Thursday, May 6, 2004
Federal Judge Not Subject to Discipline on Charge of Mishandling Personnel Matter, Panel RulesBy a MetNews Staff Writer
By a MetNews Staff Writer
The federal judicial discipline statute does not apply to a judge’s alleged mishandling of a purely administrative matter such as a personnel grievance, the Ninth Circuit Judicial Council ruled yesterday.
The council, on a 7-0 vote, upheld Ninth Circuit Chief Judge Mary M. Schroeder’s dismissal of a complaint against two district judges by an unnamed complainant. While the district judges were unnamed, the council noted that Chief Judge Marilyn Hall Patel of the Northern District of California, a member of the council, was recused in the matter, suggesting that she may have been one of the subjects of the complaint.
The complainant, the council explained in its decision, is a former provisional employee of a district court’s probation office who was terminated by her superiors. She unsuccessfully appealed her termination, first to the chief judge of the district, and then to a court committee.
She then filed a misconduct complaint against the chief judge and the review committee chair, alleging they had abused their authority, denied her due process, and had a conflict of interest, the council explained.
Pursuant to the Judicial Councils Reform and Judicial Conduct and Disability Act of 1980 and the Ninth Circuit Judicial Council rules, the complaint was referred to the chief judge for review. Schroeder concluded that the complaint neither alleged judicial misconduct nor offered evidence to support a finding of misconduct.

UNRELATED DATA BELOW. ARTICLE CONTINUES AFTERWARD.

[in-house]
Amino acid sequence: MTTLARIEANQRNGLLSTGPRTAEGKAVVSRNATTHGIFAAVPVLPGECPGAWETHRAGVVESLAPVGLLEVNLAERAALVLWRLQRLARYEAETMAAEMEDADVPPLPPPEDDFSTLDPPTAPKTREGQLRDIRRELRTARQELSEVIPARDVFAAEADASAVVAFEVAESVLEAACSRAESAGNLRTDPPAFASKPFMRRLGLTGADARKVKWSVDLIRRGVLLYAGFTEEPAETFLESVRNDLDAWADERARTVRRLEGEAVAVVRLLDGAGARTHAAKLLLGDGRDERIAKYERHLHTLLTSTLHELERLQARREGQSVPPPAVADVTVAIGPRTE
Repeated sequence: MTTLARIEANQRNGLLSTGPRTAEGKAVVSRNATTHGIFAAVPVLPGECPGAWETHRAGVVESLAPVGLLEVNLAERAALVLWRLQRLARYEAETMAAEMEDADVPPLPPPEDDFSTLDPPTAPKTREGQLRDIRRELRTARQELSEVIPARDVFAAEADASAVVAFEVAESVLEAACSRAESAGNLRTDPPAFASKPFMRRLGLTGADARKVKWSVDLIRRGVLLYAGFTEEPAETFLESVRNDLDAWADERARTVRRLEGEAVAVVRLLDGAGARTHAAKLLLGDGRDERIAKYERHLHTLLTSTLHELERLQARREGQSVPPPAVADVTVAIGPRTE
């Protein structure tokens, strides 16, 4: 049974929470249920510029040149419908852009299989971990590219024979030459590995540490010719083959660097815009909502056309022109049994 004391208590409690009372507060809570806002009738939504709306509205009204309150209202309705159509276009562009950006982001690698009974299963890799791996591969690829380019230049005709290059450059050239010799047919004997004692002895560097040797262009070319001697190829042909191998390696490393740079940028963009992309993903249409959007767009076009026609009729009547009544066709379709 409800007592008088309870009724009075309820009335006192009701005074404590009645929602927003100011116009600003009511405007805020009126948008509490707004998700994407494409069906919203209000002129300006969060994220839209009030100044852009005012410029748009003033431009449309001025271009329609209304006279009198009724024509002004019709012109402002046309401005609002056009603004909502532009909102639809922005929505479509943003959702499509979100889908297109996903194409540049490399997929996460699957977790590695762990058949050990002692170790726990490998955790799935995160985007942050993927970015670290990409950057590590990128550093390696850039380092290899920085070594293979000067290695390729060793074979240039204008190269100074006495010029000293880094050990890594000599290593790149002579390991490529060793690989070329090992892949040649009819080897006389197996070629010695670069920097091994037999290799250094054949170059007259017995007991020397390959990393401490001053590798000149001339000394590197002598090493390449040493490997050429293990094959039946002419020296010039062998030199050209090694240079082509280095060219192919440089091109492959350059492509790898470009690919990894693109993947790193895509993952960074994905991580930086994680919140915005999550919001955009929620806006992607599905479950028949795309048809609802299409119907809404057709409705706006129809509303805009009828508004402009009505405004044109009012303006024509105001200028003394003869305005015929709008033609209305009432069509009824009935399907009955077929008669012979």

The statute provides for discipline of a judge who has committed misconduct, including one who “has engaged in conduct prejudicial to the effective and expeditious administration of the business of the courts.” Had the chief judge found that there was evidence to support such a complaint, she would have been required to refer it to a panel of judges for investigation.
In its order denying review of the dismissal, the council rejected the argument that the “effective and expeditious administration” language may be construed to include the handling of personnel discipline. “Despite the imprecision of the language....it is clear that it is intended to deal with misconduct relating to the judicial office or judicial conduct.”
The council analogized to cases determining whether conduct is judicial or non-judicial for purposes of judicial immunity. “Similar to the judicial immunity context, we conclude that Complainant cannot pursue her personnel matter through the judicial misconduct procedure because routine personnel decisions involving court employees are the kind of administrative function that does not directly implicate the ‘effective and expeditious administration of the business of the courts,’” the panel wrote.
The decision was signed by Circuit Judges Alex Kozinski, A. Wallace Tashima, and William A. Fletcher and District Judges John C. Coughenour of the Western District of Washington, David A. Ezra of the District of Hawaii, and Jack D. Shanstrom of the District of Montana.
Judge Andrew J. Kleinfeld concurred in the result, saying he favored upholding Schroeder’s decision but would not have decided the issue as a general matter. Two council members besides Patel, Circuit Judge Arthur Alarcon and District Judge David Levi of the Eastern District of California, did not participate.
Copyright 2004, Metropolitan News Company